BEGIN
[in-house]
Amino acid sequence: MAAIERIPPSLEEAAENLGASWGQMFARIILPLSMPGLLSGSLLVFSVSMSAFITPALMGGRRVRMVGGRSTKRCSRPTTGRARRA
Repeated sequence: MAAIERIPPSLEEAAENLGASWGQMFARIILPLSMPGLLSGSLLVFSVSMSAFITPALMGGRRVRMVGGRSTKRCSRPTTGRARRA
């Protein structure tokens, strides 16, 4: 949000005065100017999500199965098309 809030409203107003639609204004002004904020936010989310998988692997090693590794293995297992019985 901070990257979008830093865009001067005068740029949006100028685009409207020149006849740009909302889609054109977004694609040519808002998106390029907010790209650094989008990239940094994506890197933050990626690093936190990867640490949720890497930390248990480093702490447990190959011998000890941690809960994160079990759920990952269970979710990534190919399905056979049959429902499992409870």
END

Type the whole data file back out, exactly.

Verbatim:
[in-house]
Amino acid sequence: MAAIERIPPSLEEAAENLGASWGQMFARIILPLSMPGLLSGSLLVFSVSMSAFITPALMGGRRVRMVGGRSTKRCSRPTTGRARRA
Repeated sequence: MAAIERIPPSLEEAAENLGASWGQMFARIILPLSMPGLLSGSLLVFSVSMSAFITPALMGGRRVRMVGGRSTKRCSRPTTGRARRA
């Protein structure tokens, strides 16, 4: 949000005065100017999500199965098309 809030409203107003639609204004002004904020936010989310998988692997090693590794293995297992019985 901070990257979008830093865009001067005068740029949006100028685009409207020149006849740009909302889609054109977004694609040519808002998106390029907010790209650094989008990239940094994506890197933050990626690093936190990867640490949720890497930390248990480093702490447990190959011998000890941690809960994160079990759920990952269970979710990534190919399905056979049959429902499992409870």